In early January, the Oregon Attorney General announced she was pressing the makers of the 5-Hour Energy Drink to produce data to back up the company’s claims about the product.
Oregon is one of five states leading an inquiry into the drink’s safety, whose action has been joined by more than 30 states. The suits were spurred by data from the U.S. Food and Drug Administration (FDA). The FDA reported it has received more than 90 “adverse incident reports” about 5-Hour Energy. Those adverse incidents include unplanned and spontaneous abortions, heart attacks, and 11 deaths.
Oregon is ordering the companies involved to back up their claims about the product. Those claims include that the product is “doctor-recommended,” a claim that users don’t “crash” after the energy boost wears off, and a claim that the product is suitable for children. The order was filed against various parent companies including Innovation Ventures LLC, Living Essentials LLC, and Microdose Sales LLC.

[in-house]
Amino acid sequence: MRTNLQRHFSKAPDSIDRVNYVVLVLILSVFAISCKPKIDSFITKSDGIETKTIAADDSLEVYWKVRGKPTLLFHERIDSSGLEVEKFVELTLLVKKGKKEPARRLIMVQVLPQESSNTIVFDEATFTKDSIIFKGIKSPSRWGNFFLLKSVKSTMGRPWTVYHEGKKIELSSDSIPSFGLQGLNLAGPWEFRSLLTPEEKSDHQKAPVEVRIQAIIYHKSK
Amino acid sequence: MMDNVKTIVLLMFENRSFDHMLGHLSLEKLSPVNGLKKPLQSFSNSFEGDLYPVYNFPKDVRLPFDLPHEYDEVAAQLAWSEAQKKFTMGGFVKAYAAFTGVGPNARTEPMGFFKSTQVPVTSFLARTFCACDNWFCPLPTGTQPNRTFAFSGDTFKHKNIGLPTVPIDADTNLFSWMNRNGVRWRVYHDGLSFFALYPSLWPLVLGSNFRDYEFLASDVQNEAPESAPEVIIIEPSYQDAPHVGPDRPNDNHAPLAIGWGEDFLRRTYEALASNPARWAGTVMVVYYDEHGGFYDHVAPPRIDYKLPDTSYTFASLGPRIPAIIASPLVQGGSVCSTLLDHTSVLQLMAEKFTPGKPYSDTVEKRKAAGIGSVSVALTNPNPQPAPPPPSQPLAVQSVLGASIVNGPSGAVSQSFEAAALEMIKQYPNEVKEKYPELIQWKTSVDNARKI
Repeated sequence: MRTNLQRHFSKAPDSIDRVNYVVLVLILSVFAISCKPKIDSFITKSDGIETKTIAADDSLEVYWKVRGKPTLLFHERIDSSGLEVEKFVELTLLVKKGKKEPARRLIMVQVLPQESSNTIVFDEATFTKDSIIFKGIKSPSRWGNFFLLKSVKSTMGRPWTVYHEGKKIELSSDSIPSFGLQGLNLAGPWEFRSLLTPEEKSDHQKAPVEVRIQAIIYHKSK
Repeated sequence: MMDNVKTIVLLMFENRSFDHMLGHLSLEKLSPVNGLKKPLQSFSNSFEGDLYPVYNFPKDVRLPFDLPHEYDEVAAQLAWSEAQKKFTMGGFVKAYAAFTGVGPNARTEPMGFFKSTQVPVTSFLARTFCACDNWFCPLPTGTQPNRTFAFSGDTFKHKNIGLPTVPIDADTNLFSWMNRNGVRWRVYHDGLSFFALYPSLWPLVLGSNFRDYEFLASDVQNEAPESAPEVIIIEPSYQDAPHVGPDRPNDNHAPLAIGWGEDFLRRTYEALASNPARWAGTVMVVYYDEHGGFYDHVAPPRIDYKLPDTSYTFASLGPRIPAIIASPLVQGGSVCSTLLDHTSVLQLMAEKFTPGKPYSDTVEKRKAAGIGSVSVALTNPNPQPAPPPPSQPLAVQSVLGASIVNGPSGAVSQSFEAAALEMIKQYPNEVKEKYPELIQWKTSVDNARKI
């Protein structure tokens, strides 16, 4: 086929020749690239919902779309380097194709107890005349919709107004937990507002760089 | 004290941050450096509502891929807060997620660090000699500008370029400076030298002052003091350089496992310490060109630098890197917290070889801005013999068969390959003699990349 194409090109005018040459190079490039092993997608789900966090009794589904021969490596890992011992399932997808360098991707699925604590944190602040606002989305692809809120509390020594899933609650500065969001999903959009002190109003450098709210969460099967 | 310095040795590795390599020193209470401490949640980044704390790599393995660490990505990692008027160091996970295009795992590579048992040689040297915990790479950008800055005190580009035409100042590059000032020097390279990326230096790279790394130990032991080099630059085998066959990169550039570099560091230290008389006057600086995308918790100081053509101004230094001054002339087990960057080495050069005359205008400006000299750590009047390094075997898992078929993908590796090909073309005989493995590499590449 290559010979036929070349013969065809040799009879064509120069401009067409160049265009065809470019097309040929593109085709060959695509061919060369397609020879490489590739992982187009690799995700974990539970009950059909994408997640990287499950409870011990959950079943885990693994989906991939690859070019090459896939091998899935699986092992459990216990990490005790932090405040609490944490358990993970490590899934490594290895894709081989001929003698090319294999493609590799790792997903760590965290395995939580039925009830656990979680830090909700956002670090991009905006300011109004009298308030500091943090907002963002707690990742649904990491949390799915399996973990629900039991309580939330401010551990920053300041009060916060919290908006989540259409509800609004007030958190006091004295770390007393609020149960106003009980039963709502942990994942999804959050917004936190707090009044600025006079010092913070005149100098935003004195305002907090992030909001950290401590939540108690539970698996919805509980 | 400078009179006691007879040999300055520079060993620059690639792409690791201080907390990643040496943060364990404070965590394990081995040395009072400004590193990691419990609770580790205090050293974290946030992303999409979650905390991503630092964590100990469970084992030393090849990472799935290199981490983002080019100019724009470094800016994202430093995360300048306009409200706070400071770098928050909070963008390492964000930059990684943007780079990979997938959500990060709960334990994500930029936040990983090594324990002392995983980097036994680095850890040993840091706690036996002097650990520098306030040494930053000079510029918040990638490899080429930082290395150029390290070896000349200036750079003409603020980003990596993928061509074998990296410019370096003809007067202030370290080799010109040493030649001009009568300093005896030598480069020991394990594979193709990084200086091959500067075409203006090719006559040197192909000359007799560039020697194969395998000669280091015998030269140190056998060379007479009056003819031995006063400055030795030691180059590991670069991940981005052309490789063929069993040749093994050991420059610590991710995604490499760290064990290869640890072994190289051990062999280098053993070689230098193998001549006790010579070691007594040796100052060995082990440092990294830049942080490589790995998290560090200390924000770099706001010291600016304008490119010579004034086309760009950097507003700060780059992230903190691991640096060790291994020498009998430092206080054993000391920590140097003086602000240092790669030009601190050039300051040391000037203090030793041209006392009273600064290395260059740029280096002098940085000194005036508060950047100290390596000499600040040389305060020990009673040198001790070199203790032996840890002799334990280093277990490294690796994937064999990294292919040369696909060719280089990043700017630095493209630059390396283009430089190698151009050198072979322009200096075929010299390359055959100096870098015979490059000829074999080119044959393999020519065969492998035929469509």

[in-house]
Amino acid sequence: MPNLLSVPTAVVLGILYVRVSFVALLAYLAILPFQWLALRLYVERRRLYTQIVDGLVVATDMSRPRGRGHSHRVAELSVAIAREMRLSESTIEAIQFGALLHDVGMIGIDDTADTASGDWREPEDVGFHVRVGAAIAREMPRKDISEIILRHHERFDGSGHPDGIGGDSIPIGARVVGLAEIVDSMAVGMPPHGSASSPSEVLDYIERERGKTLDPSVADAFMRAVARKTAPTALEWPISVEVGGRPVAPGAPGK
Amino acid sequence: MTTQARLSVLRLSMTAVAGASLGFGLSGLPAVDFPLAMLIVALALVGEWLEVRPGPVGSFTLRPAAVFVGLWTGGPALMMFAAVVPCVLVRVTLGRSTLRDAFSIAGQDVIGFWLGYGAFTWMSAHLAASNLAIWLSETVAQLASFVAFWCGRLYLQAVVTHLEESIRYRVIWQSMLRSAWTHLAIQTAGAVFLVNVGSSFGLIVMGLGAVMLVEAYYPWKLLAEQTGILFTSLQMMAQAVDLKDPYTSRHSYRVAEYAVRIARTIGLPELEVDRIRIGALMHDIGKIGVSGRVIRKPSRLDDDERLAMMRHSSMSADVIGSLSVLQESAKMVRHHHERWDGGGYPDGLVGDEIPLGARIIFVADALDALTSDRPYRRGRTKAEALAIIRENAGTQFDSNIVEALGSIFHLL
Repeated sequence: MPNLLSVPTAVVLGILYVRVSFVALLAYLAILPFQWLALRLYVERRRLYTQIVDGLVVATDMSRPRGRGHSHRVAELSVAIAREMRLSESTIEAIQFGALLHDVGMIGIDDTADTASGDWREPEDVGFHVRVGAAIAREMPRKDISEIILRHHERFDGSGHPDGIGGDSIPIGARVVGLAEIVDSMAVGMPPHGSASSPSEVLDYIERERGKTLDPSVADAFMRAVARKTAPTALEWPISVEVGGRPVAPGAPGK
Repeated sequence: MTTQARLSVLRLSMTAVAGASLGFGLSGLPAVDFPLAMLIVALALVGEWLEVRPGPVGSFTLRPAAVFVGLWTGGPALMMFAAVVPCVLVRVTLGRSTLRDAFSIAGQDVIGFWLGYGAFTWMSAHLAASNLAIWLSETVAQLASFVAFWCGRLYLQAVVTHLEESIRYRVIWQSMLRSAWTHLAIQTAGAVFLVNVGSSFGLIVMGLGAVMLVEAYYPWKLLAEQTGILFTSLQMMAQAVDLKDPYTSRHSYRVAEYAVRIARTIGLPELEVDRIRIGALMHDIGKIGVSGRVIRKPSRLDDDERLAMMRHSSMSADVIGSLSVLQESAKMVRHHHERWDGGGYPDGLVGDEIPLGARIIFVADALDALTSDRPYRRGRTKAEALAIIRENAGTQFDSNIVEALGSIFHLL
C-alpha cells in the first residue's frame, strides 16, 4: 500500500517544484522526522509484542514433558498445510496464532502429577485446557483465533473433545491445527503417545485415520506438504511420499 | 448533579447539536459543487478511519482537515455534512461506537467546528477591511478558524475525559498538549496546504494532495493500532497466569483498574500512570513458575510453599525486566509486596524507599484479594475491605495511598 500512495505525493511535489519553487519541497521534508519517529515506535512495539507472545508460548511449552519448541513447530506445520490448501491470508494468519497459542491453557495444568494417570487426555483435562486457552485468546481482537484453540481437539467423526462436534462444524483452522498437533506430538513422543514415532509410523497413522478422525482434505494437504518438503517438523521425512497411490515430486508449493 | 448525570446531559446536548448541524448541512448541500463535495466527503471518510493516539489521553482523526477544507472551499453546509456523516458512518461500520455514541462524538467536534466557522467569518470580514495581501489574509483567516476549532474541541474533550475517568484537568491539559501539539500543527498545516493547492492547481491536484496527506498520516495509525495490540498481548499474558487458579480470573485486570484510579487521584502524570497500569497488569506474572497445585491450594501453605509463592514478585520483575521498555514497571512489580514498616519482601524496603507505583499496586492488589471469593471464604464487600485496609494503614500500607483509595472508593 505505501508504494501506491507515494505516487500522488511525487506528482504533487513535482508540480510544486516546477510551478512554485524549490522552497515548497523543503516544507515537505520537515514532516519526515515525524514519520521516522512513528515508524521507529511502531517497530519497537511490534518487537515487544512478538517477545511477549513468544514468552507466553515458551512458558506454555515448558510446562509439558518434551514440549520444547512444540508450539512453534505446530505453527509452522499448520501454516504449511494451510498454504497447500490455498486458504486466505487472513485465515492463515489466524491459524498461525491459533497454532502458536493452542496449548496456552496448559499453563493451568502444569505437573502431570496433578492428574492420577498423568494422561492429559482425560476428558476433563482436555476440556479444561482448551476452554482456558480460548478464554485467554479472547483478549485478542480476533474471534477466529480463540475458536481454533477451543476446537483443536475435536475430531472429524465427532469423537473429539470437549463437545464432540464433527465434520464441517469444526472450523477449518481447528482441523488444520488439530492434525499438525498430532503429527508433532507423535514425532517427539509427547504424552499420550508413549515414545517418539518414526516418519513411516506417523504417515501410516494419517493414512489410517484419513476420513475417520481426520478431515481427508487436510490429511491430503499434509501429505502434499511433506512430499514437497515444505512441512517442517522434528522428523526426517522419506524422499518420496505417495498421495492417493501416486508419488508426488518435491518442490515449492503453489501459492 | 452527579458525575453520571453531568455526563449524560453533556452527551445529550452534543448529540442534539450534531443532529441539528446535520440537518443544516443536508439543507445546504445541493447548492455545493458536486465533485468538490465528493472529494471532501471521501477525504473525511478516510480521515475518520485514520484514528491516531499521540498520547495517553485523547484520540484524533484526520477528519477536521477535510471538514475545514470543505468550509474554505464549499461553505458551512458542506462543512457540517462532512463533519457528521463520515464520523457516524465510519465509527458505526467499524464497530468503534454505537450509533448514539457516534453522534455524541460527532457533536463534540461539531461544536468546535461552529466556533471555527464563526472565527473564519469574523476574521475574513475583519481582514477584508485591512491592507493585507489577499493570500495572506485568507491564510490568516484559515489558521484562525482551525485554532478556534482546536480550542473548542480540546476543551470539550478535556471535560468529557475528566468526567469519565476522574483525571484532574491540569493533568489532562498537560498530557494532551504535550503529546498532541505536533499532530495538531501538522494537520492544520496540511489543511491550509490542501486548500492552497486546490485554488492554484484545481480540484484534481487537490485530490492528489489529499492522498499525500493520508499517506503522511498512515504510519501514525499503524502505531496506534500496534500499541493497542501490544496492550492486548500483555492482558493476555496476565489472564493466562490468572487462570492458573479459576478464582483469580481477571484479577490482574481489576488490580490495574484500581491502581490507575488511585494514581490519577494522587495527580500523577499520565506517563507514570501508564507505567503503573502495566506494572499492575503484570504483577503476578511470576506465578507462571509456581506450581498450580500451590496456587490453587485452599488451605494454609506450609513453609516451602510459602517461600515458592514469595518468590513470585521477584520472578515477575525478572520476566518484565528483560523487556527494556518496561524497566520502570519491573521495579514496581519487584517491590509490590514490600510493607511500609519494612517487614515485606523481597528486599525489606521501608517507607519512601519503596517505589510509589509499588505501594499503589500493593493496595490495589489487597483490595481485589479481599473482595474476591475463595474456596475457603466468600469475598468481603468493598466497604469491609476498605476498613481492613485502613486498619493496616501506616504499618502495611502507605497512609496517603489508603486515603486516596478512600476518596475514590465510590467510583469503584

The state had originally requested documents from the companies back in April. What they submitted fell far short of the request, and the companies had blacked out some of the information, including specific amounts of ingredients. That data is necessary to investigate and test whether a crash would come after the energy boost.
The parent companies have claimed that providing the previously redacted data would force them to reveal proprietary trade secrets. The company says it’s concerned because it spent large amounts of money for more than 10 years to protect the ingredients of this popular product.
Forbes.com reported in 2012 that the drink, which it calls “the two-ounce caffeine and vitamin elixir that purports to keep you alert without crashing,” has grown over eight years to $1 billion in retail sales. Forbes reports that the company has actively protected its ingredients and taken legal action against imposters that show up on the grocery shelves.
The 5-Hour Energy Drink is considered among the class of products called supplements, which means it’s not considered a drug and does not need to receive FDA approval like a drug. However, supplements do need to comply with all FDA regulations.
The company’s website states that one shot of the 5-Hour Energy Drink contains the “caffeine equivalent to a cup of the leading premium coffee.”
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